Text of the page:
The Asian Voice

Bleak future for Malaysian Chinese politics: Sin Chew Daily columnist

There has been dramatic change in the political mindset of Chinese Malaysians, from their initial yearning for stability to joining the Bersih street protests at the forefront of the country's reform movement.
There has been dramatic change in the political mindset of Chinese Malaysians, from their initial yearning for stability to joining the Bersih street protests at the forefront of the country's reform movement.PHOTO: ST FILE

In the article, the writer says that the Democratic Action Party has failed to fight for its supporters' rights.

KUALA LUMPUR (SIN CHEW DAILY/ASIA NEWS NETWORK) - Democratic Action Party (DAP) Veteran Leader Lim Kit Siang said his party would lose the Iskandar Puteri parliamentary seat if the general elections were to be held now.

He also said the party would lose between 30 per cent and 40 per cent of votes.

The DAP is trying to win sympathy votes of Chinese Malaysians, but this strategy is no longer effective in winning back their lost faith.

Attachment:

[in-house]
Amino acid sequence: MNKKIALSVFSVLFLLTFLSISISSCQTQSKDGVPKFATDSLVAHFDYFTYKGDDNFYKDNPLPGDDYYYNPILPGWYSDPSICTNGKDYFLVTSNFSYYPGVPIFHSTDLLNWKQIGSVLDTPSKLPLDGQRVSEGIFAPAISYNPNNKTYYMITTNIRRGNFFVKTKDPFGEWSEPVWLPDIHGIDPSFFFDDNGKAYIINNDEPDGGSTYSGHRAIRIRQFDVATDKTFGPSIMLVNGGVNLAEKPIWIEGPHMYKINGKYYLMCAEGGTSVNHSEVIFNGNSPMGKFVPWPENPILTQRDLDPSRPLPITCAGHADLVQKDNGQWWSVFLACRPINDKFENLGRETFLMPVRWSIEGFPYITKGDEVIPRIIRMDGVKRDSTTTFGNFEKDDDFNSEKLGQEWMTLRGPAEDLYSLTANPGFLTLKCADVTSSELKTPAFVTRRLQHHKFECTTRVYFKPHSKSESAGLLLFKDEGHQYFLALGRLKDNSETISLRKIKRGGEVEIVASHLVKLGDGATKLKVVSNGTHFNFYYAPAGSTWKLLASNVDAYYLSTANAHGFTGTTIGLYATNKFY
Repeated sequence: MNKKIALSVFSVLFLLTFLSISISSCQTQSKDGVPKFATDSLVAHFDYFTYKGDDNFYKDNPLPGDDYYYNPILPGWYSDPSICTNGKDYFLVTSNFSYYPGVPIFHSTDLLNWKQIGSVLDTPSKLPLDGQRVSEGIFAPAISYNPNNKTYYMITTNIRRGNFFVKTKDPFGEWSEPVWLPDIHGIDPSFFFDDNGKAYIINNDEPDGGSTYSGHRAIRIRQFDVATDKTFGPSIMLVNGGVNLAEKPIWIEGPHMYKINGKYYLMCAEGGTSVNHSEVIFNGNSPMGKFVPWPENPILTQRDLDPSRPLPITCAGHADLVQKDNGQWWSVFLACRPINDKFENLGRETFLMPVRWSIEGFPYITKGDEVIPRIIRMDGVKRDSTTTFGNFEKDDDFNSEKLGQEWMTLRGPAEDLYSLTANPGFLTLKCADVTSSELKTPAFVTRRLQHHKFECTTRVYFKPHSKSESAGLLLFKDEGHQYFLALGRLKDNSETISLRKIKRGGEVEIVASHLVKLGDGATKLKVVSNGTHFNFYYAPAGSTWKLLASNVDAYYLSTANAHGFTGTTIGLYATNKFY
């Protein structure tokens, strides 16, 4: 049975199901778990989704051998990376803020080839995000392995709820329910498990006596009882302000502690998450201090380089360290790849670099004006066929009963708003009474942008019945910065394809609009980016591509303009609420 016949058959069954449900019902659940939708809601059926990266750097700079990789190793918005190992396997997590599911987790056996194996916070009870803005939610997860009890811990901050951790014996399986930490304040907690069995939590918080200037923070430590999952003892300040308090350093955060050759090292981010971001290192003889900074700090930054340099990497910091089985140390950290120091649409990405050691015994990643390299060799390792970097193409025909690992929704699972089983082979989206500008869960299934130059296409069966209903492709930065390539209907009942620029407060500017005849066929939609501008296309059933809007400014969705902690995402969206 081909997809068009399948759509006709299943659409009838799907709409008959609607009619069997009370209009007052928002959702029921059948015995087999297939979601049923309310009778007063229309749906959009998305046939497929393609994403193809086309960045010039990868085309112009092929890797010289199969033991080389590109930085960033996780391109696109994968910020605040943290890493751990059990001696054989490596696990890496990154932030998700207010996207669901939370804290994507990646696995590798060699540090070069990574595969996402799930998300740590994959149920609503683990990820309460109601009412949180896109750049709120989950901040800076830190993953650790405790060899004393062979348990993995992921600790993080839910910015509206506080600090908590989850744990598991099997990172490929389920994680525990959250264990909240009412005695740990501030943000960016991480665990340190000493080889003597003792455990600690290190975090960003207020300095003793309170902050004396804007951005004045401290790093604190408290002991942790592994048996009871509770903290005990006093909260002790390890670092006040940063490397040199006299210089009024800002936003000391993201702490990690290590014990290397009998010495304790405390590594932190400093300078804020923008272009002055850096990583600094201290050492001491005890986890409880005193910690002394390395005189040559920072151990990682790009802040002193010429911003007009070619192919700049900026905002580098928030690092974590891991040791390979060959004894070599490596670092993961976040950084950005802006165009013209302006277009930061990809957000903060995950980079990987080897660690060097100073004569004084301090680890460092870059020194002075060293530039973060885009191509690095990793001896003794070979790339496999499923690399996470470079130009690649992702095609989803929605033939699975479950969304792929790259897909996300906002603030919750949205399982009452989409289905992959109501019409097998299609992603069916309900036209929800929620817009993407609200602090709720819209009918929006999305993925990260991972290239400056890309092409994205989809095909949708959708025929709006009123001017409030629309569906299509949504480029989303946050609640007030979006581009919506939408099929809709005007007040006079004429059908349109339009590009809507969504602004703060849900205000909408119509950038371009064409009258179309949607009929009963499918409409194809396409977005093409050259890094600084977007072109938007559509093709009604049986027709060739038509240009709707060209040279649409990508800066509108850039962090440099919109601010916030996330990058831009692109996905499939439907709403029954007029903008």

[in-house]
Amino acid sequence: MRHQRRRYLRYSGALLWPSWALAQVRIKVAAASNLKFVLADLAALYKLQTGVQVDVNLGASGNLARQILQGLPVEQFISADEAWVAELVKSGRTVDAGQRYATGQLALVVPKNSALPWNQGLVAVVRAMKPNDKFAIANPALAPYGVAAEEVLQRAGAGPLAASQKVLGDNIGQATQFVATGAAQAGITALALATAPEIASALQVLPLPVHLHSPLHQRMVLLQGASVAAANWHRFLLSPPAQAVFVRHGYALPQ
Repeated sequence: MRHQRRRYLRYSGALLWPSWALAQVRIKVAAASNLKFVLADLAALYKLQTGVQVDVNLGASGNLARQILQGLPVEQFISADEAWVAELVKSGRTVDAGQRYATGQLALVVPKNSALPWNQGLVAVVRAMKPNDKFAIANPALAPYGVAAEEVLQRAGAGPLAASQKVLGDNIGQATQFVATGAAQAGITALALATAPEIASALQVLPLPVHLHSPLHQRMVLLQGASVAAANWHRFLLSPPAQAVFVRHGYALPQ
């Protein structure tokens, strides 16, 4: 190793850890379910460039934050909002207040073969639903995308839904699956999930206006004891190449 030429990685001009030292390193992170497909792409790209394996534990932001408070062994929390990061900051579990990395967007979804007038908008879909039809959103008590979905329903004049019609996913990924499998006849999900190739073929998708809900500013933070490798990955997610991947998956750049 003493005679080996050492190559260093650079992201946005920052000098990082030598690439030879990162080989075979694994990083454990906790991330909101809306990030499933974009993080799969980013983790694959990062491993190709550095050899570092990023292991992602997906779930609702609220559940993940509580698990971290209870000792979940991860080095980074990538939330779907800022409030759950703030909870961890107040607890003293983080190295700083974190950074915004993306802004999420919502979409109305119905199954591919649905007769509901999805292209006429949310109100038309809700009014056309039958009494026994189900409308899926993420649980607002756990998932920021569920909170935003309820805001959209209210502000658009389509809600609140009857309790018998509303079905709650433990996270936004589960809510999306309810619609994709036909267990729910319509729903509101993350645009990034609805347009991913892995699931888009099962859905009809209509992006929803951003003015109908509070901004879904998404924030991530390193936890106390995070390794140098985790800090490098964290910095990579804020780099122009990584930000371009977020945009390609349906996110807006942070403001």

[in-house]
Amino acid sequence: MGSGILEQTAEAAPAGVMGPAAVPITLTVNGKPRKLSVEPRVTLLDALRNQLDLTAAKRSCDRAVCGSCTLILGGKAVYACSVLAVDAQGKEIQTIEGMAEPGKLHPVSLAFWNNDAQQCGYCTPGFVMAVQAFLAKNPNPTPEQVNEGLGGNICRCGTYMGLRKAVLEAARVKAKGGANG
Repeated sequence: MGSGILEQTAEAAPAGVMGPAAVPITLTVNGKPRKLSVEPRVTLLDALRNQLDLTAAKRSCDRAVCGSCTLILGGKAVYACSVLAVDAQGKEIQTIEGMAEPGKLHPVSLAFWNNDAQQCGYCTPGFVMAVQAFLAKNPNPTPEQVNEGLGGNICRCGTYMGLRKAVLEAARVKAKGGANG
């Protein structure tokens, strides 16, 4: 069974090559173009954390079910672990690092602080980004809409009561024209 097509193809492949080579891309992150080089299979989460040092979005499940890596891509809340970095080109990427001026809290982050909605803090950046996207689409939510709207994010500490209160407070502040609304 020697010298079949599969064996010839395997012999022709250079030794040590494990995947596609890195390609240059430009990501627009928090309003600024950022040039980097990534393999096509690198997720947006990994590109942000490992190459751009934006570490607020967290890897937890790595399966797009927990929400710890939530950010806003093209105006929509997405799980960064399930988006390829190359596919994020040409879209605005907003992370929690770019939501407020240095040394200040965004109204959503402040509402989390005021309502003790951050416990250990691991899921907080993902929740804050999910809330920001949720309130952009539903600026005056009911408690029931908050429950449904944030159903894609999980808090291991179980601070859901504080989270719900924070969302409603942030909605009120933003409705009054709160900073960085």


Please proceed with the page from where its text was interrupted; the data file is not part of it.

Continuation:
According to The Star, Mr Lim, who is the Iskandar Puteri MP, was heckled on Friday (Aug 9) in his own constituency over the khat (Jawi calligraphy) issue.

The issue surfaced when the Malaysian government introduced Malay-Arabic calligraphy (khat) in the Malay language syllabus for primary school, stirring fears of creeping Islamisation in the racially diverse country.

The party has also tried to palliate the heightened emotions over the Khat issue, claiming that the "floodgates" were already opened way back in 2015, and that the Pakatan Harapan (PH) government somehow managed to turn the compulsory and examinable subject - proposed by the previous Barisan Nasional (BN) administration - into one that is optional and non-examinable.

All this has been done in an attempt to persuade the public to accept what has already become a reality, without taking into account the local Chinese community's insistence to have the subject completely withdrawn.

However, it is still possible for the DAP to pool together resources of East Malaysian and Indian communities which are equally resistant to the new education policy.